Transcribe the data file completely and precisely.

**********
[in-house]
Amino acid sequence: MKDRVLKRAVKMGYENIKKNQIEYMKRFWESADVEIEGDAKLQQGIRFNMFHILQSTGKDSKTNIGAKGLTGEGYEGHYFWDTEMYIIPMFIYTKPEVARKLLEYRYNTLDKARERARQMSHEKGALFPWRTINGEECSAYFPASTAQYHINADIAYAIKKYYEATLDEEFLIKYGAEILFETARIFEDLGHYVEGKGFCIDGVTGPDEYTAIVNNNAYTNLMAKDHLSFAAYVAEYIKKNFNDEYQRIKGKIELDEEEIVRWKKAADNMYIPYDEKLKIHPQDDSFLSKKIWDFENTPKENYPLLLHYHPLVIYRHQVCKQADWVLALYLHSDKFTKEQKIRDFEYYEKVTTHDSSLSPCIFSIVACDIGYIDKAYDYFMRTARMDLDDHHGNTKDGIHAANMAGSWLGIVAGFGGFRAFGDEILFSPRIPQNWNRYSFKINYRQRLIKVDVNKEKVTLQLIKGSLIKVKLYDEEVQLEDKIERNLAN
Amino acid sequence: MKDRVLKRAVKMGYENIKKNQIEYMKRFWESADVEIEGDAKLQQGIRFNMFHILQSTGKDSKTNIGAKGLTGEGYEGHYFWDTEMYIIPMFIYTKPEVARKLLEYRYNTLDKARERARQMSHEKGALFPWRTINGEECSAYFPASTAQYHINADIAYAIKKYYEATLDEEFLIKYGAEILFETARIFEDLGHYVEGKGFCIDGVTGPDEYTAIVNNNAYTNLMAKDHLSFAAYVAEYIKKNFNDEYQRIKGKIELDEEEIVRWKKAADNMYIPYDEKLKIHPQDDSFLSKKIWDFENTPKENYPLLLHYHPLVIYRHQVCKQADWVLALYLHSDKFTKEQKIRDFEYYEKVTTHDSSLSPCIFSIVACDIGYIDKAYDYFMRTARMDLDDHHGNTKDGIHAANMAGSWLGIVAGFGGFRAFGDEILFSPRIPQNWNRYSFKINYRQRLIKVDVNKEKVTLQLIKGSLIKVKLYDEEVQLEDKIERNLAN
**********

[in-house]
Amino acid sequence: MKDRVLKRAVKMGYENIKKNQIEYMKRFWESADVEIEGDAKLQQGIRFNMFHILQSTGKDSKTNIGAKGLTGEGYEGHYFWDTEMYIIPMFIYTKPEVARKLLEYRYNTLDKARERARQMSHEKGALFPWRTINGEECSAYFPASTAQYHINADIAYAIKKYYEATLDEEFLIKYGAEILFETARIFEDLGHYVEGKGFCIDGVTGPDEYTAIVNNNAYTNLMAKDHLSFAAYVAEYIKKNFNDEYQRIKGKIELDEEEIVRWKKAADNMYIPYDEKLKIHPQDDSFLSKKIWDFENTPKENYPLLLHYHPLVIYRHQVCKQADWVLALYLHSDKFTKEQKIRDFEYYEKVTTHDSSLSPCIFSIVACDIGYIDKAYDYFMRTARMDLDDHHGNTKDGIHAANMAGSWLGIVAGFGGFRAFGDEILFSPRIPQNWNRYSFKINYRQRLIKVDVNKEKVTLQLIKGSLIKVKLYDEEVQLEDKIERNLAN
Amino acid sequence: MKDRVLKRAVKMGYENIKKNQIEYMKRFWESADVEIEGDAKLQQGIRFNMFHILQSTGKDSKTNIGAKGLTGEGYEGHYFWDTEMYIIPMFIYTKPEVARKLLEYRYNTLDKARERARQMSHEKGALFPWRTINGEECSAYFPASTAQYHINADIAYAIKKYYEATLDEEFLIKYGAEILFETARIFEDLGHYVEGKGFCIDGVTGPDEYTAIVNNNAYTNLMAKDHLSFAAYVAEYIKKNFNDEYQRIKGKIELDEEEIVRWKKAADNMYIPYDEKLKIHPQDDSFLSKKIWDFENTPKENYPLLLHYHPLVIYRHQVCKQADWVLALYLHSDKFTKEQKIRDFEYYEKVTTHDSSLSPCIFSIVACDIGYIDKAYDYFMRTARMDLDDHHGNTKDGIHAANMAGSWLGIVAGFGGFRAFGDEILFSPRIPQNWNRYSFKINYRQRLIKVDVNKEKVTLQLIKGSLIKVKLYDEEVQLEDKIERNLAN